The plot focuses on Admiral General Aladeen (Cohen), an oppressive dictator of Wadiya, a fictional North African country. Despite Wadiya sitting on an immense supply of oil, Aladeen refuses to sell any of it much to his uncle Tamir’s (Kingsley) annoyance. With the construction of his nuclear weapons underway, Aladeen is summoned by the United Nations Security Council who intend to intervene with military forces if necessary. He then travels to the UN Headquarters in New York to address them but, on his first night, Aladeen is kidnapped and shaven by a hitman (Reilly) hired by Tamir. Now unrecognisable as Aladeen, he discovers his uncle’s plan to use a double (also played by Cohen) to sign a document that will make Wadiya a democracy and open the oil reserves for business. And on the way he meets Zoey (Faris), a hairy armpitted activist who owns a food co-op in Brooklyn.
Aladeen isn’t Cohen or Charles’ brightest idea and his story is nowhere as edgy as the duo’s two previous films. Perhaps this is because Cohen is no longer able to slip into the guise of undercover characters since his past roles in Borat and Bruno have made him too high profile. In any case, Aladeen is the bad guy with a change of heart because he falls in love which is more Hollywood standard than Cohen standard.
The Dictator falls flat at numerous points throughout the film only resuscitating itself with the immature crudeness expected from Cohen. Such jests include 9/11 talk on a helicopter, fake Aladeen attempting to milk a woman, Aladeen slanting his eyes to appear Chinese, Aladeen learning how to masturbate accompanied by a spiritual montage of flying birds and, if I remember correctly, a clip from Forrest Gump, and a bizarre birth scene which goes from an interrogation to special moment for Aladeen and Zoey. The films highlights are the dedication to the late Kim Jong II, Aladeen working at the co-op, the cameos without wanting to name names and a well constructed soundtrack by Erran Baron Cohen.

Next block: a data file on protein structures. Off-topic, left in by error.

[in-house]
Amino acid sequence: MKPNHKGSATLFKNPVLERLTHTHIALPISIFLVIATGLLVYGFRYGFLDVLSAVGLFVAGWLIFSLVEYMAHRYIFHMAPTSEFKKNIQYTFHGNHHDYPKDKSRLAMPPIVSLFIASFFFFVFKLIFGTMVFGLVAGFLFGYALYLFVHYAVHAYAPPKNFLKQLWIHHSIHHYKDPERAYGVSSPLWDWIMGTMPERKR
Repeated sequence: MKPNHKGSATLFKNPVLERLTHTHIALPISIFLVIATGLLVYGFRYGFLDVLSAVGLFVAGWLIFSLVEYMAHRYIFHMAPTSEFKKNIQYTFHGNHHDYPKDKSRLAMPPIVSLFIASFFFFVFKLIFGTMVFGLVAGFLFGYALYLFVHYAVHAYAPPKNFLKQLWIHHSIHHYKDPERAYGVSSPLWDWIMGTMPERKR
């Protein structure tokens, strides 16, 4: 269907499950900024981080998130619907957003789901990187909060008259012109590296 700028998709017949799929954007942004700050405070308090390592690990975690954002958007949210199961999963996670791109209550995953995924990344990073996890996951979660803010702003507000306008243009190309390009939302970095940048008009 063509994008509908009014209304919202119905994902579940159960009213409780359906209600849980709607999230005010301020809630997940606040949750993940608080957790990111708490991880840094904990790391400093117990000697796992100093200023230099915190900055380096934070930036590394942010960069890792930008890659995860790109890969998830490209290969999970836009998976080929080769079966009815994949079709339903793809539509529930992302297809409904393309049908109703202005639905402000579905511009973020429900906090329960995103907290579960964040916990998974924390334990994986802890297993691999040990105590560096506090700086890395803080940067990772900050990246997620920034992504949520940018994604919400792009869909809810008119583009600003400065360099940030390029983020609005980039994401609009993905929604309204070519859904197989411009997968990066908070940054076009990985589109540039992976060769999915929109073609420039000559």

Cohen and Charles are used to walking on the line of gross-out comedies – thinking back to that nude chasing scene in Borat still makes me shudder – but beneath the crudeness of the jokes, The Dictator tries to raise solid questions about society today. When Aladeen speaks about the benefits of dictatorship, it starts to sound more and more like what we call democracy as he references a minority enjoying the wealth, the freedom of the media and even jails – ‘You could fill your prisons with one particular racial group.’ The moral of the film is that the differences between democracies and dictatorships are blurred– even when Aladeen reforms, he still sticks to his bigoted ways.
Fans of Cohen’s previous big screen escapades will undoubtedly enjoy his latest adventure but if you don’t want to get your laughs from jokes that try a little too hard at times or a full-frontal Sacha Baron Cohen then I’d give this a miss.